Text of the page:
Unveiled today is this year's Books Are My Bag limited edition book bag designed by Coralie Bickford-Smith (who needs no introduction). The bags will be available at independent and chain bookshops around Super Thursday, which this year is October 6th..
Many of us will know Natalie Fergie as the talent behind The Yarn Yard, purveyors of hand-dyed yarn and embroidery thread*. Well now Natalie has turned her creative hand to writing and she's penned a novel called The Sewing Machine. You can read all about it - and hear from Natalie herself - over on the book's Unbound page, and if you like the sound of it (as I do) you might consider giving it your support. To find out more about Unbound and how it works, click here.
*Unsurprisingly, the shop's empty just now as Natalie has been giving her writing her full attention.
"the most important and most complete writer's library anywhere in the world".
Landseer's portrait of Scott's terrier Ginger,
and at the door, a likeness in stone of his beloved deerhound, Maida.
If you visit Abbotsford, be sure to take an audiotour; there is more than one to choose from, but I found the version narrated by 'Scott himself' very interesting. Also, go early if you can - I was there just after opening and had the house almost to myself, but the coach parties were thronging the adjacent visitor centre by the time I left mid-morning.
The shortlisted authors have been invited to take part in a panel discussion on historical fiction at The Borders Book Festival in Melrose on Saturday, 18th, June, and the winner will be announced that day.
'From the beginning, Davies saw writing as a matter of recording communications from the unconscious. In a light-hearted 1948 talk, he described the process, basing his account on "a certain amount of practice and a few vague intuitions." When an idea occurred to him that seemed "to demand embalming" he would immediately jot it down, lest it vanish, in a notebook he always carried for the purpose. Then the idea would seem "to acquire a life of its own," presenting itself in dramatic form, growing and sometimes transforming itself utterly, until it settled into a final shape. Only then, when it had become "an aching tooth which has to be pulled," would he commit the play to paper. He has described the process of writing his plays and novels in similar terms ever since. When an interviewer asked, soon after the publication of Fifth Business*, how he went about developing a character, he replied: "You don't. The character arises in your imagination and then you go ahead. I know this sounds terribly pompous and grandiose, but you don't really do it; it's something that happens and you write it down. You can't sit down and say, 'Now, I think I'll think up a funny Jesuit,' and do it, because you'll get a mass of eccentricities; you won't get a live person. But if one arises in your mind, and he's got all his oddities and you see him hopping around and doing things, then you just write down about it. This is what imagination is. It's not invention, you're more passive than that. You listen to your ideas; you don't tell them what to do." And in 1989, after describing the writing of Fifth Business, he concluded: "It is this sort of explanation, I know, which persuades some critics that an author is an idiot savant, who does not know what he is doing. But that is a misunderstanding of the creative process. The author may not know consciously every detail of his story when he begins it, but his Unconscious knows, and it is from the Unconscious that he works." '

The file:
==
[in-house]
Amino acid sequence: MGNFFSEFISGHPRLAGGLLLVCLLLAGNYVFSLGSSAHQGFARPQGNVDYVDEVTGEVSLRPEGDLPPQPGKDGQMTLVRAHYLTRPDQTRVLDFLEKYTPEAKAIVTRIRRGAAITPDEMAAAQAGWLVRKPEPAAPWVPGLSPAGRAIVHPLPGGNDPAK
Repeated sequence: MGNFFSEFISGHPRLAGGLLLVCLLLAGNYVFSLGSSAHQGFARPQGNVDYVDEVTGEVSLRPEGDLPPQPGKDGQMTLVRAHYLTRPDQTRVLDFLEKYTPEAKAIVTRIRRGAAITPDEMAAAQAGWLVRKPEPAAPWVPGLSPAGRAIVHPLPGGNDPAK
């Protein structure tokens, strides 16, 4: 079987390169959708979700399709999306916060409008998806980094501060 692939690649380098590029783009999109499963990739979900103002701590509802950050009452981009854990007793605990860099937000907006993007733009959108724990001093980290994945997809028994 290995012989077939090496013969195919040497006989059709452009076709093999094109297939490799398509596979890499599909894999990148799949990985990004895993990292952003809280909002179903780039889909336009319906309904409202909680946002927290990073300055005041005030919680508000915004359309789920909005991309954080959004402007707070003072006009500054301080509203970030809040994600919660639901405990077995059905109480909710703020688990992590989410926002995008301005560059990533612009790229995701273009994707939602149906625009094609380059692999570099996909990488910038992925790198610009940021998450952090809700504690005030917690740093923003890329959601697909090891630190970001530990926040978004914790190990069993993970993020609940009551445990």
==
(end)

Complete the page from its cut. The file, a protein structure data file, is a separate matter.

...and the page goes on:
Over thirty years ago, I had what was one of the greatest experiences of my university life, when I attended a series of lectures* by Professor Richard Cobb on life in France under German occupation. During those years millions of men and women had to make horrible choices about how to live their lives, do their jobs, feed themselves and their families; Cobb's message was that those of us who had never had to confront those choices needed to be very wary before handing out either praise or blame.
This deeply humane and civilised attitude is evident on every page of Allan Massie's excellent quartet of crime novels** set in Bordeaux during the occupation. His hero, Inspector Lannes, meets political and personal depravity from both collaborationists and their enemies in the Resistance; his family is split, with one son supporting Vichy and the other escaping to London to join the Free French, and both are young men of integrity; his daughter falls in love with a quixotic patriot who goes off to fight for Hitler on the Eastern Front; and his wife turns away from him both physically and emotionally. He always tries to do what he thinks is right, but so often the choice is between the bad and the worse. The ethical complexity of such a world is a gift to the crime novelist, and Massie takes full advantage of the setting. The novels are also a loving Francophile's evocation of the France of grumpy concierges and long lunches, of Charles Trenet songs and barges on the foggy Gironde, of scruffy bistros and grand hotels. I read them avidly, all four in less than a week, and warmly recommend them.